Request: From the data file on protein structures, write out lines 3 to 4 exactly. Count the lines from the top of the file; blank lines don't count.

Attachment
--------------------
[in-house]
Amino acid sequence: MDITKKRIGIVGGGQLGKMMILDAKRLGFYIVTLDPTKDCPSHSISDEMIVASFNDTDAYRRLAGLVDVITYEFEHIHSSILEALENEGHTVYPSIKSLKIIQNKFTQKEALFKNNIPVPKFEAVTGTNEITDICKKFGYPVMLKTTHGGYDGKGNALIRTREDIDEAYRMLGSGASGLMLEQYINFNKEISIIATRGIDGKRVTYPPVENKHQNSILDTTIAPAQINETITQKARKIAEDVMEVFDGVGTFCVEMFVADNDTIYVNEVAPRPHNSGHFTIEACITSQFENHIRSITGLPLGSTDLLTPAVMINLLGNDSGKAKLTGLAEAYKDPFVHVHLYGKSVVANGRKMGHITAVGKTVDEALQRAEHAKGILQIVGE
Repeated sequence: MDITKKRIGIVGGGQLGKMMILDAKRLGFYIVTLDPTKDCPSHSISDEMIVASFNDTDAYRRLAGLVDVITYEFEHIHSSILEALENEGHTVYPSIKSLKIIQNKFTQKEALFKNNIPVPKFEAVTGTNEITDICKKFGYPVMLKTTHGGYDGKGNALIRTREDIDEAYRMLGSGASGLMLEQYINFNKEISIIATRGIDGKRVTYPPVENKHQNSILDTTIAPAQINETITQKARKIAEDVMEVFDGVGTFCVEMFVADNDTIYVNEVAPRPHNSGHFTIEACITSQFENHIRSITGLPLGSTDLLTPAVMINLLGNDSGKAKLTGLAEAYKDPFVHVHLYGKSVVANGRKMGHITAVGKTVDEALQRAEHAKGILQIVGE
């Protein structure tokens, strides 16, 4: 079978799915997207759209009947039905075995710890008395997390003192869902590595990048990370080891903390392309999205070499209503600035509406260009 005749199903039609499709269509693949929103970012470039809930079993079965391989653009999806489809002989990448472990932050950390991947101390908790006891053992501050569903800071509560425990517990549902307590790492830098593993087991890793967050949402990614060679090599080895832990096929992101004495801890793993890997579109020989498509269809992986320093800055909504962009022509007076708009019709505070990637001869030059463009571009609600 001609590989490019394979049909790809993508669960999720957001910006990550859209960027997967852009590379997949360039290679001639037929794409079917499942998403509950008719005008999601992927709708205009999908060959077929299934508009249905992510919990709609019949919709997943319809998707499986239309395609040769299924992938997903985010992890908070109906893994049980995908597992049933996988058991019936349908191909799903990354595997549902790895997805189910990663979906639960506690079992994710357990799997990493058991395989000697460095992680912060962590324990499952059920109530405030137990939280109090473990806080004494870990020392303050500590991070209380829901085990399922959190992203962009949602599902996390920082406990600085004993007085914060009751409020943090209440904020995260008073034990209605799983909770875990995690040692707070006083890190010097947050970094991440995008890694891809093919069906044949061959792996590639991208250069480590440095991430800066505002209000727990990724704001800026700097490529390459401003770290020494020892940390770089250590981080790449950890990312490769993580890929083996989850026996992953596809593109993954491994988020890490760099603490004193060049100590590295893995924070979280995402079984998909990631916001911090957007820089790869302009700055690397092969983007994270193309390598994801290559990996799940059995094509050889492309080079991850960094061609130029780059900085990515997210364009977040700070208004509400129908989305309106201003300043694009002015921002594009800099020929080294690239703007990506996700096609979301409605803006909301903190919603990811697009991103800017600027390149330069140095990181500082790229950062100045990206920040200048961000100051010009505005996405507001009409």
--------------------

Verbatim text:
Repeated sequence: MDITKKRIGIVGGGQLGKMMILDAKRLGFYIVTLDPTKDCPSHSISDEMIVASFNDTDAYRRLAGLVDVITYEFEHIHSSILEALENEGHTVYPSIKSLKIIQNKFTQKEALFKNNIPVPKFEAVTGTNEITDICKKFGYPVMLKTTHGGYDGKGNALIRTREDIDEAYRMLGSGASGLMLEQYINFNKEISIIATRGIDGKRVTYPPVENKHQNSILDTTIAPAQINETITQKARKIAEDVMEVFDGVGTFCVEMFVADNDTIYVNEVAPRPHNSGHFTIEACITSQFENHIRSITGLPLGSTDLLTPAVMINLLGNDSGKAKLTGLAEAYKDPFVHVHLYGKSVVANGRKMGHITAVGKTVDEALQRAEHAKGILQIVGE
């Protein structure tokens, strides 16, 4: 079978799915997207759209009947039905075995710890008395997390003192869902590595990048990370080891903390392309999205070499209503600035509406260009 005749199903039609499709269509693949929103970012470039809930079993079965391989653009999806489809002989990448472990932050950390991947101390908790006891053992501050569903800071509560425990517990549902307590790492830098593993087991890793967050949402990614060679090599080895832990096929992101004495801890793993890997579109020989498509269809992986320093800055909504962009022509007076708009019709505070990637001869030059463009571009609600 001609590989490019394979049909790809993508669960999720957001910006990550859209960027997967852009590379997949360039290679001639037929794409079917499942998403509950008719005008999601992927709708205009999908060959077929299934508009249905992510919990709609019949919709997943319809998707499986239309395609040769299924992938997903985010992890908070109906893994049980995908597992049933996988058991019936349908191909799903990354595997549902790895997805189910990663979906639960506690079992994710357990799997990493058991395989000697460095992680912060962590324990499952059920109530405030137990939280109090473990806080004494870990020392303050500590991070209380829901085990399922959190992203962009949602599902996390920082406990600085004993007085914060009751409020943090209440904020995260008073034990209605799983909770875990995690040692707070006083890190010097947050970094991440995008890694891809093919069906044949061959792996590639991208250069480590440095991430800066505002209000727990990724704001800026700097490529390459401003770290020494020892940390770089250590981080790449950890990312490769993580890929083996989850026996992953596809593109993954491994988020890490760099603490004193060049100590590295893995924070979280995402079984998909990631916001911090957007820089790869302009700055690397092969983007994270193309390598994801290559990996799940059995094509050889492309080079991850960094061609130029780059900085990515997210364009977040700070208004509400129908989305309106201003300043694009002015921002594009800099020929080294690239703007990506996700096609979301409605803006909301903190919603990811697009991103800017600027390149330069140095990181500082790229950062100045990206920040200048961000100051010009505005996405507001009409």